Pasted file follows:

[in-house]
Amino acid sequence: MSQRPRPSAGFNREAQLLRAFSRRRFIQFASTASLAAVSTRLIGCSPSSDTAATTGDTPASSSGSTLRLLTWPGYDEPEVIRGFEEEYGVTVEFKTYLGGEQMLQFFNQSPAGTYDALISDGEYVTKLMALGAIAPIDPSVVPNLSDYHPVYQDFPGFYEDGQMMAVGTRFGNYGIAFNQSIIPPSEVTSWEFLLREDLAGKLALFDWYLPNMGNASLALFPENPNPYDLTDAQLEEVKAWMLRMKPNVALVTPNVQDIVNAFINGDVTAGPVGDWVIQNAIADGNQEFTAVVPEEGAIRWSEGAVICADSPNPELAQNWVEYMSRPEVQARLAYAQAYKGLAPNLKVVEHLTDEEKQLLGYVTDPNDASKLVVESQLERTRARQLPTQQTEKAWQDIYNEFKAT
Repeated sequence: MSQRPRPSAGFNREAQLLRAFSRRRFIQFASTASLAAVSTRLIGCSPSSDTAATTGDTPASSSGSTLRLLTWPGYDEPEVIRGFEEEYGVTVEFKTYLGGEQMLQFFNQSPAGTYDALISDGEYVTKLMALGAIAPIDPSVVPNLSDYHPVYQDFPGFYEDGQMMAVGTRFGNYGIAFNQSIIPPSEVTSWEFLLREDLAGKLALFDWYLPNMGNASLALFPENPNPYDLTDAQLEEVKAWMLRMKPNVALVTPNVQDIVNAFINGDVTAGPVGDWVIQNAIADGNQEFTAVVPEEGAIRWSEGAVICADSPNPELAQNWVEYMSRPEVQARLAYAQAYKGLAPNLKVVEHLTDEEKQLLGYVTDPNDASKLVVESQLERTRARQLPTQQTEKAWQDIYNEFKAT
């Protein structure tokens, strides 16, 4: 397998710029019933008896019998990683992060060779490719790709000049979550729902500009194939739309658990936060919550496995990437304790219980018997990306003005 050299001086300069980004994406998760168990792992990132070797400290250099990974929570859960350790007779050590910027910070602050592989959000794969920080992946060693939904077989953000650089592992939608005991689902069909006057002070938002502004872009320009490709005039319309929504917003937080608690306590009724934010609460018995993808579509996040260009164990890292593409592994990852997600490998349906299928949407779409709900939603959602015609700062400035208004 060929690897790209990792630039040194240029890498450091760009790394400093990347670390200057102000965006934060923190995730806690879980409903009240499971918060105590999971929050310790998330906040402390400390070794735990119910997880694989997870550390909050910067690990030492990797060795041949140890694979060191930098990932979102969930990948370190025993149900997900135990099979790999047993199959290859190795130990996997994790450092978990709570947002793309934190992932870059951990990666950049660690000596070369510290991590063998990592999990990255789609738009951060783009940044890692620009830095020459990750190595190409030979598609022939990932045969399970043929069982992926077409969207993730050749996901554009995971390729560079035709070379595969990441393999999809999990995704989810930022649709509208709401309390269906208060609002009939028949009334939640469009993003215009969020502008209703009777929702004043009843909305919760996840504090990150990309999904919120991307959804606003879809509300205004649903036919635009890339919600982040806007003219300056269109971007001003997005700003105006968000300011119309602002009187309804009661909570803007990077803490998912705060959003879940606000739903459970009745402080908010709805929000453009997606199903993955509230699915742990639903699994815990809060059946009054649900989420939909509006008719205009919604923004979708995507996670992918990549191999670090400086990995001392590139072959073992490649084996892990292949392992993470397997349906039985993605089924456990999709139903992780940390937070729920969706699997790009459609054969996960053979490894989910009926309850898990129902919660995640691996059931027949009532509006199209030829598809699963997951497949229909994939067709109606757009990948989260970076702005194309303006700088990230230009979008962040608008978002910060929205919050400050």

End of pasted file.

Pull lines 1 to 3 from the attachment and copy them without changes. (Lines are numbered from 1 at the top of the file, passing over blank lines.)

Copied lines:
[in-house]
Amino acid sequence: MSQRPRPSAGFNREAQLLRAFSRRRFIQFASTASLAAVSTRLIGCSPSSDTAATTGDTPASSSGSTLRLLTWPGYDEPEVIRGFEEEYGVTVEFKTYLGGEQMLQFFNQSPAGTYDALISDGEYVTKLMALGAIAPIDPSVVPNLSDYHPVYQDFPGFYEDGQMMAVGTRFGNYGIAFNQSIIPPSEVTSWEFLLREDLAGKLALFDWYLPNMGNASLALFPENPNPYDLTDAQLEEVKAWMLRMKPNVALVTPNVQDIVNAFINGDVTAGPVGDWVIQNAIADGNQEFTAVVPEEGAIRWSEGAVICADSPNPELAQNWVEYMSRPEVQARLAYAQAYKGLAPNLKVVEHLTDEEKQLLGYVTDPNDASKLVVESQLERTRARQLPTQQTEKAWQDIYNEFKAT
Repeated sequence: MSQRPRPSAGFNREAQLLRAFSRRRFIQFASTASLAAVSTRLIGCSPSSDTAATTGDTPASSSGSTLRLLTWPGYDEPEVIRGFEEEYGVTVEFKTYLGGEQMLQFFNQSPAGTYDALISDGEYVTKLMALGAIAPIDPSVVPNLSDYHPVYQDFPGFYEDGQMMAVGTRFGNYGIAFNQSIIPPSEVTSWEFLLREDLAGKLALFDWYLPNMGNASLALFPENPNPYDLTDAQLEEVKAWMLRMKPNVALVTPNVQDIVNAFINGDVTAGPVGDWVIQNAIADGNQEFTAVVPEEGAIRWSEGAVICADSPNPELAQNWVEYMSRPEVQARLAYAQAYKGLAPNLKVVEHLTDEEKQLLGYVTDPNDASKLVVESQLERTRARQLPTQQTEKAWQDIYNEFKAT